Forging a new path
Caleb Green was flying high as a pilot until illness forced a change in direction. He’s maintained his involvement in aviation – and branched out into other forms of transport – in his new career as a Civil Engineer.
Sometimes I’ll pass a cul-de-sac that nobody else would look twice at, and I can say to myself, ‘That’s mine!’
There is a mathematical streak that runs through all of Caleb Green’s employment choices – croupier at Dunedin Casino, professional poker player in London, pilot and flying instructor for Mainland Air – and now, Civil Engineer for the engineering consultancy, Beca.
His civil engineering career may never have come about, however, if not for some significant and life-changing developments. Two bouts of cancer in the space of two years brought all of the challenges of serious illness, and also ended his flying career.
I lost my medical certification because, even though I’m well now, I have to take pills every day for life. It was tough at the time, and I felt very lucky to have a supportive family. It absolutely changed my perspective on life.
Soon after he finished treatment, Caleb went to university and completed a mathematics degree.
“I had been to uni straight out of high school and didn’t finish,” he notes. “This time, I was determined to come out with a degree – I wanted to see something through.”
When he graduated, his love of practical work meant he “didn’t want to get into finance or anything like that”. So he enrolled in a New Zealand Diploma in Engineering (Civil) at Otago Polytechnic, and thanks to his degree, he was able to complete the qualification in one year instead of the usual two.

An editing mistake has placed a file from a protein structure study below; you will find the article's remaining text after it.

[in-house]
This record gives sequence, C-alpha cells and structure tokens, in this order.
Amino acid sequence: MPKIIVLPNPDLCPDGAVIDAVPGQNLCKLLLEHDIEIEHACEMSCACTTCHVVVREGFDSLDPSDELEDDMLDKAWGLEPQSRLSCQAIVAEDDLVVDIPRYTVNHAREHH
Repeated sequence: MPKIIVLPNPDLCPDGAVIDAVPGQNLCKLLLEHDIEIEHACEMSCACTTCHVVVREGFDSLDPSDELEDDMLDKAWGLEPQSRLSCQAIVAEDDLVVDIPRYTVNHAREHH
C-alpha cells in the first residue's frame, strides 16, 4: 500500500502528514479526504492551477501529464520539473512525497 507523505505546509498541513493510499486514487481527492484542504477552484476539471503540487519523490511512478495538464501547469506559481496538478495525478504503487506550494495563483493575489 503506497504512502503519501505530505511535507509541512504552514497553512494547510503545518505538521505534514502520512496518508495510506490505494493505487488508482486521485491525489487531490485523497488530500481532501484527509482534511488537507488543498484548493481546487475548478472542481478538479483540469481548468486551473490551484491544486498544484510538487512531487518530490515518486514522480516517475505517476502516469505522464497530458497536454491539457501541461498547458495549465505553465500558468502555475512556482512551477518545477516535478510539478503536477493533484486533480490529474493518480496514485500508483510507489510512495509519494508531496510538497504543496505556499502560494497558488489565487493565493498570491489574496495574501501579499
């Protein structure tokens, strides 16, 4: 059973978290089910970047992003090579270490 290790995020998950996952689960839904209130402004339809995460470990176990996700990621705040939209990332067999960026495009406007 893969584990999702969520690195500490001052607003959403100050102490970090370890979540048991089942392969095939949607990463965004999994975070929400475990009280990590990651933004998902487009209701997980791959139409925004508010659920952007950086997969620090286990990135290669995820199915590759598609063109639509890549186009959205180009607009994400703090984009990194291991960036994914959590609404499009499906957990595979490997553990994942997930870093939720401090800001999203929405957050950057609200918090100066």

A lot of people don’t know what Civil Engineering is, but it’s about creating the unglamorous but necessary infrastructure. The three main branches are transport, water and structure.
After securing a job with Beca before he’d even finished his studies, Caleb now works in the transport space.
“Up to 70% of my time is spent on transport design – things like roads, footpaths, carparks, grading plans for subdivisions,” he says. “The rest of my time is spent on construction monitoring. The project may not be something I’ve designed, but I’ll go out and make sure the contractors are building it to right specs.”
With his piloting background, Caleb has been particularly excited to work on airport projects in Melbourne and Brisbane.
“At Melbourne Airport, they were building two new runways, so we had to 3D model all the pits, ducting, lighting and electricity,” he says. “There were about 200 of us working on that project.”
As for career aspirations, Caleb is still deciding which path he wants to take.
Given my history, I really enjoy the work at airports. Another option is to tend towards the project management side of things, which I also like.
When he’s not working, Caleb spends a fair amount of his time running and playing hockey.
He can also be found getting stuck into DIY at his house, where he lives with his partner and her young daughter. He’s enjoying introducing his youngest housemate to some cultural touchstones.
“At the moment, we’re getting into Star Wars and Dragonball Z which is great fun – I’m not sure which of us is enjoying it more!”
They've made it theirs - now make it yours!
Develop a sound knowledge, understanding and practical appreciation of civil engineering processes and theory, and an ability to apply your learning in a practical and innovative way. Plus, this programme is free for domestic students due to the Government's Targeted Training and Apprenticeship Fund (TTAF) (although you'll need to pay for any additional course-related and living costs).